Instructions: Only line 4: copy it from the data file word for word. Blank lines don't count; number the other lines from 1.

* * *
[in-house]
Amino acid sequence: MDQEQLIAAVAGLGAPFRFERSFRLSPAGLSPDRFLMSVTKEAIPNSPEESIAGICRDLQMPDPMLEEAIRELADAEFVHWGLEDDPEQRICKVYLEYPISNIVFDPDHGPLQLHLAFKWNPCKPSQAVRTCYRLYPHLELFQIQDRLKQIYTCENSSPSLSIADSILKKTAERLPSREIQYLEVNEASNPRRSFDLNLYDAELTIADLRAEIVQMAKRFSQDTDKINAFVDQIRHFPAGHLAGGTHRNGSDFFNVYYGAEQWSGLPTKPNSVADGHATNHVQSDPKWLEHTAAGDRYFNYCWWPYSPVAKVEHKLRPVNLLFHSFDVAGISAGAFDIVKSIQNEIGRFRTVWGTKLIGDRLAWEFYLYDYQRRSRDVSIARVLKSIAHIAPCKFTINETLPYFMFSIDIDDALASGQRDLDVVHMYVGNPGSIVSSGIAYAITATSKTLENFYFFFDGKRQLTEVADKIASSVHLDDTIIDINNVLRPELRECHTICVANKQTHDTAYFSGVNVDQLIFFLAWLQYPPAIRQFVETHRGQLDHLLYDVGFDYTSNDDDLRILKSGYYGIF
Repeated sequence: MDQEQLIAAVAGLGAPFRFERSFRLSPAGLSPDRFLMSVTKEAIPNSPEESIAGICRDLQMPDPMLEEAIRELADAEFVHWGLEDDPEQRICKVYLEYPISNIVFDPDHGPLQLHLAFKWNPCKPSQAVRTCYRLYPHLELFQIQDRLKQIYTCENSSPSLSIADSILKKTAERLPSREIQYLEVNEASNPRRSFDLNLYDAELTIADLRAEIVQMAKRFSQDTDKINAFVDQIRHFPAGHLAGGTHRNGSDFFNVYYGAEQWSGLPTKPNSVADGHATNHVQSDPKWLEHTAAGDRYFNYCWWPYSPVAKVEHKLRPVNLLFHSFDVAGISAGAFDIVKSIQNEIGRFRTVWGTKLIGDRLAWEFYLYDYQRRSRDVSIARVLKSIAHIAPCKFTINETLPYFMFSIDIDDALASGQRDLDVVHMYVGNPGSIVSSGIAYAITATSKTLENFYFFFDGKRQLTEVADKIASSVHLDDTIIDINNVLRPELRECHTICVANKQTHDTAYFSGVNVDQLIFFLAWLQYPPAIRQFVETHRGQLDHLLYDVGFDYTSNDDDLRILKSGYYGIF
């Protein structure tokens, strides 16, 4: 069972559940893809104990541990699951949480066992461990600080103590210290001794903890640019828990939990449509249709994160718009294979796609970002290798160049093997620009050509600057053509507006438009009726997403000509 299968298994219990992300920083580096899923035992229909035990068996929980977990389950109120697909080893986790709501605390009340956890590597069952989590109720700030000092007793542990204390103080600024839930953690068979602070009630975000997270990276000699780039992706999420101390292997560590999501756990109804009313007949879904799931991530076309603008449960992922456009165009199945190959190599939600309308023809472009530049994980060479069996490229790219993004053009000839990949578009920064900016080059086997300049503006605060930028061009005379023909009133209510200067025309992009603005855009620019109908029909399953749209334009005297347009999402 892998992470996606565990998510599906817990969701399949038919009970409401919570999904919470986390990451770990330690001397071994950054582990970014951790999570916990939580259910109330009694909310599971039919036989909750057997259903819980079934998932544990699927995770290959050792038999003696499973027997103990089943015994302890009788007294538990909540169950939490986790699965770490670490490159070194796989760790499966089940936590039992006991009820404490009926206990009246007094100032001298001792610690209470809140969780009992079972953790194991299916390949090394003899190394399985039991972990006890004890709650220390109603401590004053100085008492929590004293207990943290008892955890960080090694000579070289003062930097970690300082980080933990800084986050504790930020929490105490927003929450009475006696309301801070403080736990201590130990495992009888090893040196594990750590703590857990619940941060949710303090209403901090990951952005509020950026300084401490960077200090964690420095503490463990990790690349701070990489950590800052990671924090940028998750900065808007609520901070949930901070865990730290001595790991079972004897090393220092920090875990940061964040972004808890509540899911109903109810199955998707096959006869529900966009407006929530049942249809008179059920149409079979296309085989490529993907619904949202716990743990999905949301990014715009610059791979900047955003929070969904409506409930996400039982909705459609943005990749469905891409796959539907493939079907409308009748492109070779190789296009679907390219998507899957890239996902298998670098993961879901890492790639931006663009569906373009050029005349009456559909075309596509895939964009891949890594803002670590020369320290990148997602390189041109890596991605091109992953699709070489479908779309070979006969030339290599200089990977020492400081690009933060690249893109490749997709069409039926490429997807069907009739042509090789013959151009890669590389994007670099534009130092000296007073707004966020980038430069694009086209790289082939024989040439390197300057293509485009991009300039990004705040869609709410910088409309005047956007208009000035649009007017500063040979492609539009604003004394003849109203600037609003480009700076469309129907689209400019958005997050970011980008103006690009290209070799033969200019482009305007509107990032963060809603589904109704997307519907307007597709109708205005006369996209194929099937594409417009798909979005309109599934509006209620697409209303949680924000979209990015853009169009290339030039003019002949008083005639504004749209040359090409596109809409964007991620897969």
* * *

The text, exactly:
């Protein structure tokens, strides 16, 4: 069972559940893809104990541990699951949480066992461990600080103590210290001794903890640019828990939990449509249709994160718009294979796609970002290798160049093997620009050509600057053509507006438009009726997403000509 299968298994219990992300920083580096899923035992229909035990068996929980977990389950109120697909080893986790709501605390009340956890590597069952989590109720700030000092007793542990204390103080600024839930953690068979602070009630975000997270990276000699780039992706999420101390292997560590999501756990109804009313007949879904799931991530076309603008449960992922456009165009199945190959190599939600309308023809472009530049994980060479069996490229790219993004053009000839990949578009920064900016080059086997300049503006605060930028061009005379023909009133209510200067025309992009603005855009620019109908029909399953749209334009005297347009999402 892998992470996606565990998510599906817990969701399949038919009970409401919570999904919470986390990451770990330690001397071994950054582990970014951790999570916990939580259910109330009694909310599971039919036989909750057997259903819980079934998932544990699927995770290959050792038999003696499973027997103990089943015994302890009788007294538990909540169950939490986790699965770490670490490159070194796989760790499966089940936590039992006991009820404490009926206990009246007094100032001298001792610690209470809140969780009992079972953790194991299916390949090394003899190394399985039991972990006890004890709650220390109603401590004053100085008492929590004293207990943290008892955890960080090694000579070289003062930097970690300082980080933990800084986050504790930020929490105490927003929450009475006696309301801070403080736990201590130990495992009888090893040196594990750590703590857990619940941060949710303090209403901090990951952005509020950026300084401490960077200090964690420095503490463990990790690349701070990489950590800052990671924090940028998750900065808007609520901070949930901070865990730290001595790991079972004897090393220092920090875990940061964040972004808890509540899911109903109810199955998707096959006869529900966009407006929530049942249809008179059920149409079979296309085989490529993907619904949202716990743990999905949301990014715009610059791979900047955003929070969904409506409930996400039982909705459609943005990749469905891409796959539907493939079907409308009748492109070779190789296009679907390219998507899957890239996902298998670098993961879901890492790639931006663009569906373009050029005349009456559909075309596509895939964009891949890594803002670590020369320290990148997602390189041109890596991605091109992953699709070489479908779309070979006969030339290599200089990977020492400081690009933060690249893109490749997709069409039926490429997807069907009739042509090789013959151009890669590389994007670099534009130092000296007073707004966020980038430069694009086209790289082939024989040439390197300057293509485009991009300039990004705040869609709410910088409309005047956007208009000035649009007017500063040979492609539009604003004394003849109203600037609003480009700076469309129907689209400019958005997050970011980008103006690009290209070799033969200019482009305007509107990032963060809603589904109704997307519907307007597709109708205005006369996209194929099937594409417009798909979005309109599934509006209620697409209303949680924000979209990015853009169009290339030039003019002949008083005639504004749209040359090409596109809409964007991620897969």